Emmanuel Cruz, a Lynn English High School student, works on an engine during a past T.A.P. course (Courtesy Photo )
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Lynn Tech after-school program seeks to fill need for vocational career training

LYNN — Lynn Vocational Technical Institute's successful after-school program that offers high school students career-ready trade skills is kicking off its third year next month. 

The Lynn Vocational Technical Afterschool Program (T.A.P.) was created to expand the school's vocational opportunities to Lynn high school students who don't attend attend Lynn Tech. 

Although Tech students are accepted, preference is given to those who attend Lynn English, Lynn Classical and Fecteau-Leary High School, according to Brian O'Connell, a guidance counselor at Lynn Tech who started the program.

"The whole point is to give the students who come to the program employable skills they can use out in the workforce right away," O'Connell said. "It initially started because there is an overage of students not getting into vocational programs around the state as a whole. We wanted to give the students who are going to traditional high schools vocational skills and doing it after school seemed like the best option."

O'Connell credited School Committee member Jared Nicholson for being one of the first school officials to ask for the program. 

"I think it's just an amazing opportunity to tap into the resources we have at Lynn Tech and open it up to students around the district," Nicholson said. 

Nicholson said his interest stemmed from reading a report on the statewide gap between the number of students interested in vocational education and the number of seats available at vocational schools. So, he asked Lynn Tech staff if a program could be created that could match students at the district's traditional high schools with its existing vocational resources.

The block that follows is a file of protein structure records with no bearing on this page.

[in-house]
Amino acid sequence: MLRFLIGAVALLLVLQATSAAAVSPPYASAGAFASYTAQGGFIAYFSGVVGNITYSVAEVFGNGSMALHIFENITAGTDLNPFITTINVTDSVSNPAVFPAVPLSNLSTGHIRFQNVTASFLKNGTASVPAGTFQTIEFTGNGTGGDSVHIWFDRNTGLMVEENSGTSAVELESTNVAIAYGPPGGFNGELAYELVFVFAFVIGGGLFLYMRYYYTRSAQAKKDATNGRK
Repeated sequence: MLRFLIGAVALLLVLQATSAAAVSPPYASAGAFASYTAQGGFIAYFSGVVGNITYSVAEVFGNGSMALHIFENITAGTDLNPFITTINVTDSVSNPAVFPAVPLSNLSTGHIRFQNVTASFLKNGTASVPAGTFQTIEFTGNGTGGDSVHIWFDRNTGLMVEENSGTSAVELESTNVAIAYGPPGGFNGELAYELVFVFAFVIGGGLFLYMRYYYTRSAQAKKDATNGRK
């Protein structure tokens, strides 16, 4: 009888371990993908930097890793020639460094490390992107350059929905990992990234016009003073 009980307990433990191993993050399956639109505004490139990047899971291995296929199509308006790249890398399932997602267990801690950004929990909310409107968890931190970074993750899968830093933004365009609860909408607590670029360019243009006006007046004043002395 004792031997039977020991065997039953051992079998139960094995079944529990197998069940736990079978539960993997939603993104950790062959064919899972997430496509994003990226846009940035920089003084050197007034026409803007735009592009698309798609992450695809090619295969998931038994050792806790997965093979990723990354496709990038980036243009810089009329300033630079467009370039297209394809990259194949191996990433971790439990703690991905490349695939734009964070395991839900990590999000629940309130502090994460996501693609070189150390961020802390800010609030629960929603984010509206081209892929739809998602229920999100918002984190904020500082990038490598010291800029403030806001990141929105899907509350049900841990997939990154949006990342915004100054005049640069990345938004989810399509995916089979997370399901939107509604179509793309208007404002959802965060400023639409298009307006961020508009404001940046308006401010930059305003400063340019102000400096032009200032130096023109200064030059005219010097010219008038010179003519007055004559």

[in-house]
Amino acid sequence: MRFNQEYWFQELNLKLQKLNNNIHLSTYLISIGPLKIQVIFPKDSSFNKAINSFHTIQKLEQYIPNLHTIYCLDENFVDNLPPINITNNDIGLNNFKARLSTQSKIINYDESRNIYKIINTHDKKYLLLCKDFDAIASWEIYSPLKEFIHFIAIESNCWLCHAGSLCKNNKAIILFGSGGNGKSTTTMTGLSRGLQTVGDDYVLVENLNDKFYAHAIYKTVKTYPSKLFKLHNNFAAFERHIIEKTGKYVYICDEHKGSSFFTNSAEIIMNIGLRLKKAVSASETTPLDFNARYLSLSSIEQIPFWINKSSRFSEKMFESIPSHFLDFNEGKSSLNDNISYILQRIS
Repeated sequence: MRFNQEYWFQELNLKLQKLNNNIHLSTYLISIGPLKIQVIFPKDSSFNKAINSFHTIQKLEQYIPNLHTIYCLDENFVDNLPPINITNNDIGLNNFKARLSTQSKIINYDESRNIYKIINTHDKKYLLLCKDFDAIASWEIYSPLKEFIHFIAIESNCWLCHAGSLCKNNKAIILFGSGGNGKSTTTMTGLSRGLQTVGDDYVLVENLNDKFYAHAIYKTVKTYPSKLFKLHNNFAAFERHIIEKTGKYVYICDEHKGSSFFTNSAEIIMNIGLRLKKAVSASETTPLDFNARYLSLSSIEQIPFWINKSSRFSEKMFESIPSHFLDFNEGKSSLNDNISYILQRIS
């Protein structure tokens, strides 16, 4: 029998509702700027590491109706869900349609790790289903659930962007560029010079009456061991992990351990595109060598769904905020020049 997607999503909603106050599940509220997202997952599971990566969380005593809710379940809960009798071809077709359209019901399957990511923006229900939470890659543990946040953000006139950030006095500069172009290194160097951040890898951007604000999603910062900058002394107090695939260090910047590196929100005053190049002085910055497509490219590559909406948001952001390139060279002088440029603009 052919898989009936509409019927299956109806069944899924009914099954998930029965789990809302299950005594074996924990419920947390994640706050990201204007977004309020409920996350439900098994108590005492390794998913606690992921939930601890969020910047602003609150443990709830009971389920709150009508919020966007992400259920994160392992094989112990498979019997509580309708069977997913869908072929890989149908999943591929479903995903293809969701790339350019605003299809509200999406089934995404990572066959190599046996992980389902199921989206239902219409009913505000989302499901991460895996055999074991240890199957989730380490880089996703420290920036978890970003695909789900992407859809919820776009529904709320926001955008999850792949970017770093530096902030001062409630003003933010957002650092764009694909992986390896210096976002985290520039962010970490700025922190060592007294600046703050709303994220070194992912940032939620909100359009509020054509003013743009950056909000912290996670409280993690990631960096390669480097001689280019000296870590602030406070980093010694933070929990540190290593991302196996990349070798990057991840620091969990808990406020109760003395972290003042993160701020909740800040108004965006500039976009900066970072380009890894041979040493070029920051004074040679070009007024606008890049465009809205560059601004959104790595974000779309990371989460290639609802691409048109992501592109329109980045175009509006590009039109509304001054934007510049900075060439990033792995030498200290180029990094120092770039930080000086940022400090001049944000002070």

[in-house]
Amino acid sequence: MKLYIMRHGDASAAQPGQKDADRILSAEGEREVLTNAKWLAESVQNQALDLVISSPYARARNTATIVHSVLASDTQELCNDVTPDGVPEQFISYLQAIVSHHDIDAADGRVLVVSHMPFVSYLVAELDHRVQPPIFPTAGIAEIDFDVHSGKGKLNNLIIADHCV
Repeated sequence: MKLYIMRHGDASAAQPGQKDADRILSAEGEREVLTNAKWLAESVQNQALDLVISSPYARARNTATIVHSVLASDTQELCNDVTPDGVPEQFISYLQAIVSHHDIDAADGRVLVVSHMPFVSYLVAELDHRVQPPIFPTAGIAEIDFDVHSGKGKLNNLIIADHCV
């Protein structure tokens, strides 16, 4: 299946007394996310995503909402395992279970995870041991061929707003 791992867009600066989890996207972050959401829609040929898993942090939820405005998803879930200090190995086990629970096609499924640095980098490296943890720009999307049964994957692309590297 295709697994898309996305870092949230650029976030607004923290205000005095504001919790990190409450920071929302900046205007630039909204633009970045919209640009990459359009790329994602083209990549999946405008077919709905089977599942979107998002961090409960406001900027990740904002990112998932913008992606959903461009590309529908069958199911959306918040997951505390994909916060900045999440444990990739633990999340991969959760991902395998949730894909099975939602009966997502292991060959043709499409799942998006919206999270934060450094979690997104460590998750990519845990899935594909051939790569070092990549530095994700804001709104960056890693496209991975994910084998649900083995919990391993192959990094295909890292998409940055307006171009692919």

Later, O'Connell would design and launch T.A.P., which has been a hit with students. The program, which includes winter and spring sessions, was offered this past summer for the first time.  

Courses this session will be culinary arts and auto technology, the latter of which hasn't been offered for two years. O'Connell said both 60-hour courses are usually popular with students — there are 36 seats available for culinary arts and 18 for auto technology. 

Students taking the 10-week, free classes get hands-on experience, high school credit and in the case of culinary arts, become ServSafe Food Handler-certified, which is a state requirement to work as a restaurant manager. 

In auto technology, students will learn how to change engine oil, repair/replace tires, perform an engine tune-up, balance tires, change brakes/pads and wiper blades, and about shop safety. 

In culinary arts, along with learning basic cooking and knifing skills, students should expect to be taught basic food safety, personal hygiene, cross-contamination and allergens, time and temperature, and cleaning and sanitation. 

"It's been really successful — that's one of the main reasons we keep doing it," O'Connell said. "There is such a need in this area." 

Classes start on Nov. 13 and applications are due by Nov. 7. Students interested in applying should see their guidance counselor. 

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